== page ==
Although some within the strategic community in India have delusions of grandeur about the role played by Delhi in the Obama calculus; the Powell appointment has once again shown up the differential treatment between approaches towards China and India. While the first country is a personal priority of President Obama, such that he closely monitors policy to that emerging superpower, in the case of India, Obama confines himself to mere words. The actual policy is left to Hillary Clinton who seems to regard Europe (and in particular the U.K. and now France) as not merely experts on India, but as useful interlocutors. While the expertise of the Secretary of State is most pronounced in the matter of specialty restaurants at the Maurya Sheraton hotel in Delhi (her favored haunt while visiting the country), she has very definite views on India’s role. It is that Delhi needs to behave in the manner that the U.S. and the EU decide is proper for it and forget about seeking parity with China. In that sense, the Powell appointment illustrates the much lower position of India in the strategic calculus of the Obama administration, as compared to China which has always had high-powered envoys, beginning with George H W Bush.
Nancy Powell knows the Pakistan military well and she has kept up her contacts with top generals in India’s western neighbor. However, she has cultivated far fewer links with the Indian establishment, except at the formal level. While key elements of the strategic community in India would like the Obama administration to give up its Euro-centric view of India (as a country that needs to be guided and led by the hand, in the manner of a frisky adolescent), such a development seems remote under Powell’s watch. She has been steeped in the State-Defense culture of seeing India near-exclusively from the prism of India-Pakistan relations and can be expected to follow Hillary Clinton’s instincts and insert herself into the subject almost from the day she assumes office in Delhi from Peter Burleigh, the acting envoy, who too shares with Nancy Powell close ties with the U.S. intelligence community and is a distinguished professor at the University of Miami, which has one of the best International Relations programs in the U.S.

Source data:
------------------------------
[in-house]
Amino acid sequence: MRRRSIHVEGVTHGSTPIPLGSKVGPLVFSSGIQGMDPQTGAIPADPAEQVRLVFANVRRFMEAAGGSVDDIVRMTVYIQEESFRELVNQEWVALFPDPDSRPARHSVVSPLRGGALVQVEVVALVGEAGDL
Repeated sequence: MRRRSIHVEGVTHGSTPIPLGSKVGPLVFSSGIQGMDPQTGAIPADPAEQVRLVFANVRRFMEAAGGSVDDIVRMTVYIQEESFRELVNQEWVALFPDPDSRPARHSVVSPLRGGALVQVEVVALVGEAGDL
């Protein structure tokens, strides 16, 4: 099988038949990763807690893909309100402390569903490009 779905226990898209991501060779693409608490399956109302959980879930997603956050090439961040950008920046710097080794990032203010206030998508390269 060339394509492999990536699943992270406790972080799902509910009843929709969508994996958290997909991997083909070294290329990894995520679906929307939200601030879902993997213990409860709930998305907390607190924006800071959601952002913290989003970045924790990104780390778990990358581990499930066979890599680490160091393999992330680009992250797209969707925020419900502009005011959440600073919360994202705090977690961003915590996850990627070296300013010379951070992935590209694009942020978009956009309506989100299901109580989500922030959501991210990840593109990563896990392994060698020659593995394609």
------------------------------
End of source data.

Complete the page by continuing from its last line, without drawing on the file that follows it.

It is no secret that the road map of the Indian-strategic community in Afghanistan and Kashmir is very different from that of the Pakistan army. Seeking to bridge this gap has been a task that Powell’s admirers in the U.S. academic community have been trying for decades to accomplish. In the final year of his present term in office, President Obama’s most urgent priority seems to be an orderly retreat from Afghanistan. Powell is among those who have long regarded it possible to enlist the Pakistan army in such a mission, if only India were to make enough concessions. Her task in Delhi may be to follow the example of another Clintonite envoy, Frank Wisner, who spent much of his tenure seeking to persuade India to make concessions on Kashmir.
Although there will be the obligatory cheers of welcome for the Powell appointment, deeper than the manufactured headlines and the anodyne statements, there is resentment that President Obama has distanced himself from the longstanding U.S. policy of sending distinguished Thought Leaders to India, rather than career diplomats such as Frank Wisner and Nancy Powell. The omens for a true India-U.S. alliance remain bleak, given Obama’s handover of India policy to his Secretary of State and her favorites. Where is the “change” that we were promised, Mr. President?
You seem to have gone back to Bill Clinton’s policy, of seeing India only within the prism of relations with Pakistan.